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From the Opioid Crisis to COVID-19: Addiction and Mental Health Providers Plea for Help


Addiction counselors and mental health workers are suffering from financial hardship across the country as the virus takes a toll on their businesses. Holding in-person and group therapy sessions is no longer an option for many providers, and many have had to lay off staff or reduce their services as a result.

These groups have received little help from the federal government. Most of the emergency coronavirus funding passed by Congress earlier this year went to hospitals and Medicaid centers, leaving mental health professionals out in the cold.

At Scrubs Mag, we recently did a story on how Medicaid clinics have received little funding amid the pandemic. Medicaid is also the largest payer of behavioral health services. It’s not clear when these clinics and providers will get additional funding, if at all, which means we could have a major mental health crisis on our hands once the pandemic lets up.

The Need for Mental Health and Crisis Counseling

Americans are very much in need of mental health services. Many people have lost loved ones or their jobs during the pandemic. Being isolated from friends and family can also lead to anxiety, depression, and even thoughts of suicide. A recent study shows that around half of Americans say the virus has taken a toll on their mental health.

Mental health professionals are worried that we could be heading for a pandemic of PTSD once the virus has been contained. The U.S. has been falling behind on mental health for years. Currently, there are just 33 licensed psychologists per 100,000 people. Southern and rural states tend to have even fewer.

Many of these facilities and crisis hotlines were created in the wake of the opioid epidemic that’s been wreaking havoc on the country for years. Now, the coronavirus is taking things even further. Calls to a federal mental health crisis hotline have increased by 1,000% during the pandemic compared to a year ago. Last month, roughly 20,000 people texted that same hotline, which is run by the Substance Abuse and Mental Health Services Administration.

Crisis counsellors and addiction providers are also worried that the pandemic will send many at-risk patients back to their old ways. If patients struggling with addiction can’t find the help they need, they may turn to drugs and alcohol as a coping method.

Mental Health Counselors Go Broke

Mental health providers have been flooded with calls and telehealth visits over the last few months, but many don’t have the staff or resources to keep up with demand.

That’s because the federal government never allocated funds directly to crisis and behavioral health centers. Congress sent billions of dollars to Medicare centers and hospitals earlier this year, but Medicaid clinics are still suffering. Some mental health providers held off applying for federal funding, hoping to secure a more generous bailout package later this year, but that hasn’t happened yet.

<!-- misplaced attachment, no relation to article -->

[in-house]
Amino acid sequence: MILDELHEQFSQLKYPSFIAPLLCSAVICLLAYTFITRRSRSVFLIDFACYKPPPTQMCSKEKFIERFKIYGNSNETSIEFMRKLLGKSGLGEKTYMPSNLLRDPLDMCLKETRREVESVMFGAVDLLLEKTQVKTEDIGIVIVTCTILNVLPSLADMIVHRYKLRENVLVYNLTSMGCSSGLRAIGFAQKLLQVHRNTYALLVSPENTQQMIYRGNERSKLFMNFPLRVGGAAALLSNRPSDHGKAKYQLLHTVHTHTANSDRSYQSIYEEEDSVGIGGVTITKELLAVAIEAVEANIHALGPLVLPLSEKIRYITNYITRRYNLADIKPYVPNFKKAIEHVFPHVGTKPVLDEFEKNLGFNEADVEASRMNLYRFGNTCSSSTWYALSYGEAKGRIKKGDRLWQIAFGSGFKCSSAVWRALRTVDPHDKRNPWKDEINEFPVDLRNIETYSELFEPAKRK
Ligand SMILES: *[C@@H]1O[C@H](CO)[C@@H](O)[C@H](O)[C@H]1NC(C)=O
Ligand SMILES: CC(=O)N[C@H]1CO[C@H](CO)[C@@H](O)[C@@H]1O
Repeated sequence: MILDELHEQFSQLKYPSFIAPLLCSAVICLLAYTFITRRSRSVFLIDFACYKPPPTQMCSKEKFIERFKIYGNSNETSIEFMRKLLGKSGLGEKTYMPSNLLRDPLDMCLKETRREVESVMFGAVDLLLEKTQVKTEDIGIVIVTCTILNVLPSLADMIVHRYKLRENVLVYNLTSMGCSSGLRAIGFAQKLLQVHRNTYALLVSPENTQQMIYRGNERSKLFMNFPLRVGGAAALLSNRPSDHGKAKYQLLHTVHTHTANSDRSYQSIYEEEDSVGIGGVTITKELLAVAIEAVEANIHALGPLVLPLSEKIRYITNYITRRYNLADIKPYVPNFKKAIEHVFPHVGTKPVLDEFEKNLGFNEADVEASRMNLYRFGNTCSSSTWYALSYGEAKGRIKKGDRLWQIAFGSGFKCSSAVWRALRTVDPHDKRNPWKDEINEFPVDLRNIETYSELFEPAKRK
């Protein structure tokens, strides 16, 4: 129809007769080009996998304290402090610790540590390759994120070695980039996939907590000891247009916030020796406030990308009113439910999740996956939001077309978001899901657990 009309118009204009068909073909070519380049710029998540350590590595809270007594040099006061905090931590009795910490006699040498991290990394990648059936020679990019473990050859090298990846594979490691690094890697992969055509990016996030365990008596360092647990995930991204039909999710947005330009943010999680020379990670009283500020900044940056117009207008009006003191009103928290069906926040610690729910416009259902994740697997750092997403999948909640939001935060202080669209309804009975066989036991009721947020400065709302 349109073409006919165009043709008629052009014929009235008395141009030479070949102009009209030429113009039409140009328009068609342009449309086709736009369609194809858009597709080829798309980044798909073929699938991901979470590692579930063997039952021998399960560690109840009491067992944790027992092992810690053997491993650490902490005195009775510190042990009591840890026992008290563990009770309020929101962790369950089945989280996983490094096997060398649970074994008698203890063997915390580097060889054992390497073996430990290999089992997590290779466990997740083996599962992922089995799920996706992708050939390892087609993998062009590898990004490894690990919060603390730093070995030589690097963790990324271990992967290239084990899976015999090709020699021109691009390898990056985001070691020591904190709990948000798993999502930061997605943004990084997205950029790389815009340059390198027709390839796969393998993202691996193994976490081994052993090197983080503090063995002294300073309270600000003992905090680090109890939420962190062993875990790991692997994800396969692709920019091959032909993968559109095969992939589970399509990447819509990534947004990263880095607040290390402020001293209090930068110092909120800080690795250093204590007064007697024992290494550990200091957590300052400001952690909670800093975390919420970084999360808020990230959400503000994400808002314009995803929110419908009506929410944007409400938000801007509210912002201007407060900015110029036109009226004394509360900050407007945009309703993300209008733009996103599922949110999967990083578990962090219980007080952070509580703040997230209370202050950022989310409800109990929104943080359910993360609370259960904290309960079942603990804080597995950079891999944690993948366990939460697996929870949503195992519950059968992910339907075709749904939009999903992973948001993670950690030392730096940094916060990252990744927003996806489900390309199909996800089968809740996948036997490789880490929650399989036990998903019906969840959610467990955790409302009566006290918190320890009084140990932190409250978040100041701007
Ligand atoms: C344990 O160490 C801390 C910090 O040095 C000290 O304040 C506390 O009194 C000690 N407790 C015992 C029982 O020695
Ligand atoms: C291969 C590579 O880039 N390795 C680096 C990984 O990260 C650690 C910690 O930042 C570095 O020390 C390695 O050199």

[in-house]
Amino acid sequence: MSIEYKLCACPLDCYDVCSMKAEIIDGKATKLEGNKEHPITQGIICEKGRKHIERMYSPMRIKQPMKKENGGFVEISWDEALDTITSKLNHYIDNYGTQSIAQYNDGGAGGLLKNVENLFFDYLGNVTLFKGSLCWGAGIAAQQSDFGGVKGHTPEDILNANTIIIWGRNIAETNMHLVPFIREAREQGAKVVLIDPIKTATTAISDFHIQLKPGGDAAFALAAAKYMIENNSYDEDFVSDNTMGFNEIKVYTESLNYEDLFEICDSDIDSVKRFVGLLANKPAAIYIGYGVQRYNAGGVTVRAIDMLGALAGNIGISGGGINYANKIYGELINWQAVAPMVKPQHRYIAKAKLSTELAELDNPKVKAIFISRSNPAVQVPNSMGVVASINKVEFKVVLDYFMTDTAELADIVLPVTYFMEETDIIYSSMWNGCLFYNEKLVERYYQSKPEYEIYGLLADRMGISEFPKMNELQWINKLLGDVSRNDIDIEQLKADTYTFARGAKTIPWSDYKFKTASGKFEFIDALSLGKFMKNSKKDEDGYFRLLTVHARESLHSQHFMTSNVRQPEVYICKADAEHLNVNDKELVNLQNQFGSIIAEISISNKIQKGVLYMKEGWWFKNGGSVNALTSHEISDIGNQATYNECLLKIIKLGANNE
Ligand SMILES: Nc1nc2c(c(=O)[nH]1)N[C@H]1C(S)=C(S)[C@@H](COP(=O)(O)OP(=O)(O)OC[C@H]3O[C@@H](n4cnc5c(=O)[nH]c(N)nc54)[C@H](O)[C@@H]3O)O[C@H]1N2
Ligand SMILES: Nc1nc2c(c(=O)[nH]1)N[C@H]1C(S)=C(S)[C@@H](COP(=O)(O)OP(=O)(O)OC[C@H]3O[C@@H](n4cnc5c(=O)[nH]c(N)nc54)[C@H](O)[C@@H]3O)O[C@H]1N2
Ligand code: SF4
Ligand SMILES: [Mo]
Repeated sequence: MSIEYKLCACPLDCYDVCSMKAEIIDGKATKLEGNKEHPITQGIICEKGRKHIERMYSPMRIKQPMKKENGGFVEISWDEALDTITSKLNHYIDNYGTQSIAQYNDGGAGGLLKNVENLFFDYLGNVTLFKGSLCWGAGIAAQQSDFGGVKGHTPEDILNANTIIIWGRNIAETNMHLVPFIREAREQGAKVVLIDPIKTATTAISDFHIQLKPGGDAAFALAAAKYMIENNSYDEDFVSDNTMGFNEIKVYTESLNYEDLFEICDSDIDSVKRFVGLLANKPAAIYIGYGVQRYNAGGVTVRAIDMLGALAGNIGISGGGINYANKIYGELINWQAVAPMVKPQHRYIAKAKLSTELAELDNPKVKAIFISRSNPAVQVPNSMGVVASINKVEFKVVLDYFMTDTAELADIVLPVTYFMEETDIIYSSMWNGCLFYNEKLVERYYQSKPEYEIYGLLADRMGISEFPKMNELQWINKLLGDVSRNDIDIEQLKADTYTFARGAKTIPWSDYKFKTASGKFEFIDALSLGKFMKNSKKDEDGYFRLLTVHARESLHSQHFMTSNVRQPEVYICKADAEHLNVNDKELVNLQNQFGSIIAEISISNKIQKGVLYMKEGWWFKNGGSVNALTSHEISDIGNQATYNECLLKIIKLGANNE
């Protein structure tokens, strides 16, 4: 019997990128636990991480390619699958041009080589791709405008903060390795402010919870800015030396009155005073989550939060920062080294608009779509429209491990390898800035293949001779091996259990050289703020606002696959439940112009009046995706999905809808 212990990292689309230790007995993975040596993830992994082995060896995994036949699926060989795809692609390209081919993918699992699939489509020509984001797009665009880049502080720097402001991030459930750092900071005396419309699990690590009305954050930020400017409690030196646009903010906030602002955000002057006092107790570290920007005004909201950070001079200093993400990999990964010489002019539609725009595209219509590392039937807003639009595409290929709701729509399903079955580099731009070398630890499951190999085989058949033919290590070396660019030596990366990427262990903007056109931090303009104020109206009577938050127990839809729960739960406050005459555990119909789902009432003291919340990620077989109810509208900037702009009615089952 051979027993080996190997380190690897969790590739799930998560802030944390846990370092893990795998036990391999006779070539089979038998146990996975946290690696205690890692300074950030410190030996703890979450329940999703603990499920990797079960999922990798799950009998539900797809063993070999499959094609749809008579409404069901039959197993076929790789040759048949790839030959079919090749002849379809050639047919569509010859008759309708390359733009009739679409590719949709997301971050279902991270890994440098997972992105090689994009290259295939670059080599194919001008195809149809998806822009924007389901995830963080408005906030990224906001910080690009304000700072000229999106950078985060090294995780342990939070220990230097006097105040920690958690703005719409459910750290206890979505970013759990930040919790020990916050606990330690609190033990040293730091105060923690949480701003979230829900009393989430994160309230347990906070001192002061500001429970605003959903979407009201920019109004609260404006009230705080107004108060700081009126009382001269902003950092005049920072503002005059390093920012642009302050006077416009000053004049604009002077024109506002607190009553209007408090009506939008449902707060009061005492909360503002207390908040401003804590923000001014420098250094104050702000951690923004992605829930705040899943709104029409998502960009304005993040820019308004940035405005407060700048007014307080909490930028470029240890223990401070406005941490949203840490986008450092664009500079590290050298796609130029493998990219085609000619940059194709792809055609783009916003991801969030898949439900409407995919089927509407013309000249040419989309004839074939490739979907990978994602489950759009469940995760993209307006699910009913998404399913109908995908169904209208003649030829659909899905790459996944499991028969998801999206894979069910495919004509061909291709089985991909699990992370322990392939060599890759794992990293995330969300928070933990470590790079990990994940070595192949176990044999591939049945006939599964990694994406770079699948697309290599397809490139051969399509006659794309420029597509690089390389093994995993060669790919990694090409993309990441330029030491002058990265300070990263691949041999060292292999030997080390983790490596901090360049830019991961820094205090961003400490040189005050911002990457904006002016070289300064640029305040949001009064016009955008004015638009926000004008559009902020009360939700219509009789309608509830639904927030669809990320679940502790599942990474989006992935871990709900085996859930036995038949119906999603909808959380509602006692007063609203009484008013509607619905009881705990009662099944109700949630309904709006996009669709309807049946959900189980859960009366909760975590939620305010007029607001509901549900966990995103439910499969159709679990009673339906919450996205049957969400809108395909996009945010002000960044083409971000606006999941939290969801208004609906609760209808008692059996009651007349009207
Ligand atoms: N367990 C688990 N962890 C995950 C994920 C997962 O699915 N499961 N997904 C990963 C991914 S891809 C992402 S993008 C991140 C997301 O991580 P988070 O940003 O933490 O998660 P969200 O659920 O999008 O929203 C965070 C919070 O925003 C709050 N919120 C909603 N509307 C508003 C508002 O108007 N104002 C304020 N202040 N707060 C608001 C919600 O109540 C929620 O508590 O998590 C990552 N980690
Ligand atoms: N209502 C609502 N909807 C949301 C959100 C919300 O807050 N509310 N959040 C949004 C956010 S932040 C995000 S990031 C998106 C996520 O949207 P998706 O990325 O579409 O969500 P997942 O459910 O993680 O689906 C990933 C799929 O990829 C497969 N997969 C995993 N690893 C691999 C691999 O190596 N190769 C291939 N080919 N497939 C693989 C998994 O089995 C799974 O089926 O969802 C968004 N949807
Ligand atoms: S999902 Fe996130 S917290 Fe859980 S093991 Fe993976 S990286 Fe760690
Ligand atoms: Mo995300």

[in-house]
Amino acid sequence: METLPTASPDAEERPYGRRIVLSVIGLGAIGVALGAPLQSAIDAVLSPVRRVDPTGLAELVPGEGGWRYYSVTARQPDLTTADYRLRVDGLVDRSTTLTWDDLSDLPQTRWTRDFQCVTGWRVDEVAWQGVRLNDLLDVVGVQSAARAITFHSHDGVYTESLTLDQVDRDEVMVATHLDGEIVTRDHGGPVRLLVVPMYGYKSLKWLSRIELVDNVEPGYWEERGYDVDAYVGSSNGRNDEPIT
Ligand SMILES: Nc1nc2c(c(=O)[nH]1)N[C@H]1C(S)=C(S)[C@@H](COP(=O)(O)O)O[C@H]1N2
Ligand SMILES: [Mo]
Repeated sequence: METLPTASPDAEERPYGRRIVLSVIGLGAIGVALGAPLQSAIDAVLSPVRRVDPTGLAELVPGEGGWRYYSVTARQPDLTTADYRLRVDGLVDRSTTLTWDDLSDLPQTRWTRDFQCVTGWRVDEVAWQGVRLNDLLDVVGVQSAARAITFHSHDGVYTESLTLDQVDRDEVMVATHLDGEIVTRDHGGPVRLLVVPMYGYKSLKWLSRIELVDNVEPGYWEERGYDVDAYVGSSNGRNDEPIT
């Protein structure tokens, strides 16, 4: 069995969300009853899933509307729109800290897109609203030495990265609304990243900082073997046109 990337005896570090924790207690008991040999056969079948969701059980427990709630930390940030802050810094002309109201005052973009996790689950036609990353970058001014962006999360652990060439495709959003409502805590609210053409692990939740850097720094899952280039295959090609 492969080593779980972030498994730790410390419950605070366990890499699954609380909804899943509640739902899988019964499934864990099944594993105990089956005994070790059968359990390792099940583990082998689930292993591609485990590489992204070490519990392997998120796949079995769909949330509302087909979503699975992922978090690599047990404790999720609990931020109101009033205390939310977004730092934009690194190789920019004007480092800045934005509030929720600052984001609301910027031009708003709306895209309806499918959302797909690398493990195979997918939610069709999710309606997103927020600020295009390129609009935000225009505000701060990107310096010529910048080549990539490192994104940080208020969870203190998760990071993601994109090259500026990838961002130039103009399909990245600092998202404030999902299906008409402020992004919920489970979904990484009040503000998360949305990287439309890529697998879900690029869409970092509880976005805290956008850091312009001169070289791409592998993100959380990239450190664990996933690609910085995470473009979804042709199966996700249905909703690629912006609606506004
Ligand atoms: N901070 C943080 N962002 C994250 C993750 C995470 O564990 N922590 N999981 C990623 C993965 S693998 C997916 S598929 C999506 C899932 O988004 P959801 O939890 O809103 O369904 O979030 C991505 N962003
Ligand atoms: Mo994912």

Roughly a third of mental health professionals and addiction counselors haven’t received any of the $175 billion Congress sent to hospitals earlier this year. In California, around 60% of behavioral health providers say they have lost staff since the beginning of the pandemic. Based on a survey of 660 providers, around half said they can only survive six months or less without financial help.

As previously reported, the Trump Administration has been focused on securing funding for Medicare programs, which serve the elderly and not the poor. Medicare typically covers just a sliver of mental health services. The administration has since adjusted the funding program to divert more money to clinics and providers that only see a small share of Medicare patients, but many are still having trouble getting money.

Centers and providers that applied for funds through the aid package that was passed earlier this year will not be eligible for future aid, which is why so many providers held off submitting their applications. Other providers were turned away for not providing enough information about their practices.

It’s not clear whether a Medicaid-specific aid package will get through Congress later this year. The White House has pushed back against calls to ramp up funding for mental health providers. A spokesman for the U.S. Department of Health and Human Services said, “It is unclear why these providers did not take advantage of that opportunity…only to now want to seek funding.”

With a surge in demand for mental health services, fewer staff, and limited funding, many centers are having trouble keeping up with the latest news and information. The HHS website is constantly uploading new information about the program and applying for federal aid can feel like a full-time job. We all deserve access to counseling and mental health. Hopefully, the government will send these clinics more money in the near future.

Steven Briggs
Steven Briggs is a healthcare writer for Scrubs Magazine, hailing from Brooklyn, NY. With both of his parents working in the healthcare industry, Steven writes about the various issues and concerns facing the industry today.

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